Lastly, iron status was measured only once, remotely from bloodstream infection. Looking at iron status at the time of bloodstream infection is likely to be more informative and relevant to studying mortality after infection.

To limit this bias, the authors performed adjustments for comorbidities and excluded patients who developed bloodstream infections during the first 2 years of follow-up, with chronic illnesses that can lead to inflammatory anaemia (cancer, rheumatic illness or inflammatory bowel disease) and they observed the similar associations, suggesting a possible important role of iron status.

Finally, aetiologies of anaemia observed in critically ill patients are multifactorial and different from the general population included in the study of Mohus et al. [8]. This includes blood loss (surgery, gastrointestinal bleeding and blood sampling) but also decreased erythrocyte production (real or functional iron deficiency due to inflammation, decreased synthesis in erythropoietin) and a decrease of red blood cells lifespan [1, 10]. Since the adoption of a more restrictive transfusion policy nowadays in ICU patients, other treatments for anaemia have been advocated, such as iron administration in those patients found to have iron (real or functional) deficiency. This topic is under investigation in ICU patients. First, several studies have reported the time course of iron metabolism in relation to inflammation, as observed in critically ill patients [11, 12].

Recently, the complex role of hepcidin in inflammation has been better defined: administration of hepcidin or a hepcidin agonist protects against lethal sepsis in mice by clearing non-transferrin-bound iron [13, 14] and, in contrast, blocking hepcidin, which limits iron sequestration by the reticuloendothelial system to reverse inflammatory anaemia [15].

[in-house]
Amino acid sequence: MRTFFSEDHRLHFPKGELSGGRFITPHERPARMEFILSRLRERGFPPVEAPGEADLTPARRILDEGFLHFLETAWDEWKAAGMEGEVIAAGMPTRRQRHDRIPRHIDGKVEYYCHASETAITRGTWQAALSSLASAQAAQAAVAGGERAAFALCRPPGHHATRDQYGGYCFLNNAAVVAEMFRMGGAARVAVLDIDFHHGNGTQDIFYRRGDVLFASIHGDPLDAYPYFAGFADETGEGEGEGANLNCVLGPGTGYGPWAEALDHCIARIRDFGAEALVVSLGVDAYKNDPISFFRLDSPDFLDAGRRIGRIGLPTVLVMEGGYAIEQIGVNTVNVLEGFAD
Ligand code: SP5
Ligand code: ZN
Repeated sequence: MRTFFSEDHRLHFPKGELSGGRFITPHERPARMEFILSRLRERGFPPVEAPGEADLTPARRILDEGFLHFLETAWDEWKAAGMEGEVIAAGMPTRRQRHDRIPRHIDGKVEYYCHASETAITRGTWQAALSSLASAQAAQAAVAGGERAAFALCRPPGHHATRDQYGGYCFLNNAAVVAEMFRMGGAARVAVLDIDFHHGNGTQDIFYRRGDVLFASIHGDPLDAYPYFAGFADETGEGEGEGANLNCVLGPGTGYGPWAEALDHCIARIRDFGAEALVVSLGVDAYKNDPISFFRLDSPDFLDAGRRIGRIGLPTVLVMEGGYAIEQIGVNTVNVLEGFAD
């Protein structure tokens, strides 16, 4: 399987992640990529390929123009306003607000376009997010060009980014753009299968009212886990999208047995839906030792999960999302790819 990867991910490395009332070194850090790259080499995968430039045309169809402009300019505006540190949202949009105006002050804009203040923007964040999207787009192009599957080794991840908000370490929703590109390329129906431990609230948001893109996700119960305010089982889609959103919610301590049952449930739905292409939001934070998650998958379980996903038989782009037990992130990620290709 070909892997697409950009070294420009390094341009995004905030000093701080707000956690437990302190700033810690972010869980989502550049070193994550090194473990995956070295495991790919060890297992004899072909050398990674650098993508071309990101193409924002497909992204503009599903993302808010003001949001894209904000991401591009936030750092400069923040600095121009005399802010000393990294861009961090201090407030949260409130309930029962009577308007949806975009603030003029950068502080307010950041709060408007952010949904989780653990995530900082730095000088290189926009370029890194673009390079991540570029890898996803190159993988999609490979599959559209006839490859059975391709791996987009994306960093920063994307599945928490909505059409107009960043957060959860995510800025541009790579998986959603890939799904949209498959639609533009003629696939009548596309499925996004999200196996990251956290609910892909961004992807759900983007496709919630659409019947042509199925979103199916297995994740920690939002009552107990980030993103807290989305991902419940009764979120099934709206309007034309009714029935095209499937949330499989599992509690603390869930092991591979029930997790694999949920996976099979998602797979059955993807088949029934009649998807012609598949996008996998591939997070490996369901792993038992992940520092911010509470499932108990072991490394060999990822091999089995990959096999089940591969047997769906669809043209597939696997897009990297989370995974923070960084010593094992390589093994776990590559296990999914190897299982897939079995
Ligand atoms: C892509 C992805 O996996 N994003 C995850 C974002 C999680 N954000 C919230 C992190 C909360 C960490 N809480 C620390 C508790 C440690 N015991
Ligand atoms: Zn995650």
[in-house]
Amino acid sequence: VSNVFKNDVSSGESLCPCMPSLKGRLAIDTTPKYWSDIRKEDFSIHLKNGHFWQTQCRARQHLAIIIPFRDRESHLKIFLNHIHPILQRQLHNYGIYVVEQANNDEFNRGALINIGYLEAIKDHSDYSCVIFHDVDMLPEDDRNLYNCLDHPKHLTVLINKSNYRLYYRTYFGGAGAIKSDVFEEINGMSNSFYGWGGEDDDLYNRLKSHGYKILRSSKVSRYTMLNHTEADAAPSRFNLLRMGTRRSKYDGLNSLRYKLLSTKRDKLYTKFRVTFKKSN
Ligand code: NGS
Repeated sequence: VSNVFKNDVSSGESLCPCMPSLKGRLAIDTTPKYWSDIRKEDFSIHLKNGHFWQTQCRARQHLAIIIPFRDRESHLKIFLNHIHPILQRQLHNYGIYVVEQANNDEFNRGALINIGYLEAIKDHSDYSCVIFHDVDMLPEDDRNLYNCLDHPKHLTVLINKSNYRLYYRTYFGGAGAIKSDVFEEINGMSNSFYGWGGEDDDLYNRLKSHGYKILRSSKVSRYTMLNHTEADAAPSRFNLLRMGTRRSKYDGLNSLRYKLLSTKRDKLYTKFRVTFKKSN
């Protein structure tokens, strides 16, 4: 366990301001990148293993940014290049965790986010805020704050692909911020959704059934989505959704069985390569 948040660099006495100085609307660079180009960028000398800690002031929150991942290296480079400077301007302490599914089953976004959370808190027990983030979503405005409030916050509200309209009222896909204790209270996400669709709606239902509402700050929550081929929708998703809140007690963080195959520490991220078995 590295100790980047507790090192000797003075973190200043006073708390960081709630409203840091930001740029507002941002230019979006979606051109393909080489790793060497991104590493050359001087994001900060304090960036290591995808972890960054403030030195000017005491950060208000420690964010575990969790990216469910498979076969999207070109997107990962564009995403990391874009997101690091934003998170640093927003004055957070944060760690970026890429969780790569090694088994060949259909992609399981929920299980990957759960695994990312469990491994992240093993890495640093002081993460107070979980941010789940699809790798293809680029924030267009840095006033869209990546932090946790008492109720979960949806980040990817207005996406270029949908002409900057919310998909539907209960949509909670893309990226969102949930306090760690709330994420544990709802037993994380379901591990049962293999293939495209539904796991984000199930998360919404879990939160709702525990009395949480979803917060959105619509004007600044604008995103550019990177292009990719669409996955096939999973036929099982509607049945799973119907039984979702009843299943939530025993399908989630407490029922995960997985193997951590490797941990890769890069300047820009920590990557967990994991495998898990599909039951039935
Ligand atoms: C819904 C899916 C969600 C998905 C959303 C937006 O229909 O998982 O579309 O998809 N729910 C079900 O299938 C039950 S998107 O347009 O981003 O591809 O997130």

Second, clinical trials of iron administration have shown a reduction in the severity of anaemia as would be expected, but also few effects on the risk of infection [16, 17]. If iron overload increases the risk of infection [14], the study of Mohus et al. [8] shows that indices of severe iron deficiency are also associated with an increased risk of bloodstream infection! This suggests a U-shaped relationship between iron status and susceptibility to infection (Fig. 1). What is against us as clinicians and as yet unknown is the optimal dose of intravenous iron necessary to stimulate the bone marrow and reduce the requirement for red blood cell transfusion without risks of infection!
Fig. 1

U-shaped relationship between iron concentrations and risks of infection. The red, orange and green colours respectively suggest high, moderate and very few susceptibilities to infections related to iron metabolism. Iron overload includes: red blood cell transfusion and iron supplementation

Therefore, this study opens the door to in-depth studies exploring the links between iron status and inflammation in ICU patients. It’s time to investigate!

Notes

Compliance with ethical standards

Conflicts of interest

The authors declare that there is no conflict of interest.

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Copyright information

© Springer-Verlag GmbH Germany, part of Springer Nature and ESICM 2018

Authors and Affiliations

  • Erik R. Swenson
    • 1
  • Raphaël Porcher
    • 2
  • Michaël Piagnerelli
    • 3
  1. 1.Pulmonary, Critical Care and Sleep MedicineUniversity of Washington, VA Puget Sound Health Care SystemSeattleUSA
  2. 2.Centre d’Epidémiologie Clinique, Hôtel-Dieu, AP-HPCentre de Recherche Epidémiologie et Statistique, Inserm U1153, Université Paris DescartesParisFrance
  3. 3.Intensive Care, CHU-Charleroi Marie Curie, Experimental Medicine LaboratoryUniversité Libre de BruxellesCharleroiBelgium